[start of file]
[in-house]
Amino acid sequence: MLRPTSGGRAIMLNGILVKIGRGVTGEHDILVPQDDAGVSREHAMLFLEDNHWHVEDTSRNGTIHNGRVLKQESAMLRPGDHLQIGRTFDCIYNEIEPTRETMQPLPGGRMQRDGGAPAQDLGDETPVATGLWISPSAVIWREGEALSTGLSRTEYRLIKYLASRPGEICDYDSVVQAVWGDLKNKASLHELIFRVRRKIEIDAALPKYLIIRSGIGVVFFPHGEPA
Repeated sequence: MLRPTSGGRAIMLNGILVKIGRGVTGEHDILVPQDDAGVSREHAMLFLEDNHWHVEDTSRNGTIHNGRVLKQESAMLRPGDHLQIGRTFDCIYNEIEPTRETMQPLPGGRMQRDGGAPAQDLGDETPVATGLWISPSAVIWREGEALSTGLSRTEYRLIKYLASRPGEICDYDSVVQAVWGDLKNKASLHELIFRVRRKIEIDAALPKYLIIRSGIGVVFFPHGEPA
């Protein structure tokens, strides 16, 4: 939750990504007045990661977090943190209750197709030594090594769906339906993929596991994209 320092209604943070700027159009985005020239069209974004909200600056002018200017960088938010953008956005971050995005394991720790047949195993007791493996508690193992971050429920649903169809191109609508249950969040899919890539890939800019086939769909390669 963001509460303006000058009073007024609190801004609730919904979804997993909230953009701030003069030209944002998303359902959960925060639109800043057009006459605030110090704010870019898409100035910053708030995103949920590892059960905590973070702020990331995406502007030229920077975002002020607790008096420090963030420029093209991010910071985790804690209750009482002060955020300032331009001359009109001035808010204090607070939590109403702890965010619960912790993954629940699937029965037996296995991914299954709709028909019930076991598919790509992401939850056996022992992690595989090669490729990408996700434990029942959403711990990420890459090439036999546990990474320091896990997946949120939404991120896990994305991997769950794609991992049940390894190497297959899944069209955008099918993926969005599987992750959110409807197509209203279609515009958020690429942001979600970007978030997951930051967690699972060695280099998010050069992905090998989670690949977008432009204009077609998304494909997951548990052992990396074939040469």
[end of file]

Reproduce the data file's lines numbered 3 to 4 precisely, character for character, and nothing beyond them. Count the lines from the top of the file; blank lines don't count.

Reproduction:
Repeated sequence: MLRPTSGGRAIMLNGILVKIGRGVTGEHDILVPQDDAGVSREHAMLFLEDNHWHVEDTSRNGTIHNGRVLKQESAMLRPGDHLQIGRTFDCIYNEIEPTRETMQPLPGGRMQRDGGAPAQDLGDETPVATGLWISPSAVIWREGEALSTGLSRTEYRLIKYLASRPGEICDYDSVVQAVWGDLKNKASLHELIFRVRRKIEIDAALPKYLIIRSGIGVVFFPHGEPA
């Protein structure tokens, strides 16, 4: 939750990504007045990661977090943190209750197709030594090594769906339906993929596991994209 320092209604943070700027159009985005020239069209974004909200600056002018200017960088938010953008956005971050995005394991720790047949195993007791493996508690193992971050429920649903169809191109609508249950969040899919890539890939800019086939769909390669 963001509460303006000058009073007024609190801004609730919904979804997993909230953009701030003069030209944002998303359902959960925060639109800043057009006459605030110090704010870019898409100035910053708030995103949920590892059960905590973070702020990331995406502007030229920077975002002020607790008096420090963030420029093209991010910071985790804690209750009482002060955020300032331009001359009109001035808010204090607070939590109403702890965010619960912790993954629940699937029965037996296995991914299954709709028909019930076991598919790509992401939850056996022992992690595989090669490729990408996700434990029942959403711990990420890459090439036999546990990474320091896990997946949120939404991120896990994305991997769950794609991992049940390894190497297959899944069209955008099918993926969005599987992750959110409807197509209203279609515009958020690429942001979600970007978030997951930051967690699972060695280099998010050069992905090998989670690949977008432009204009077609998304494909997951548990052992990396074939040469």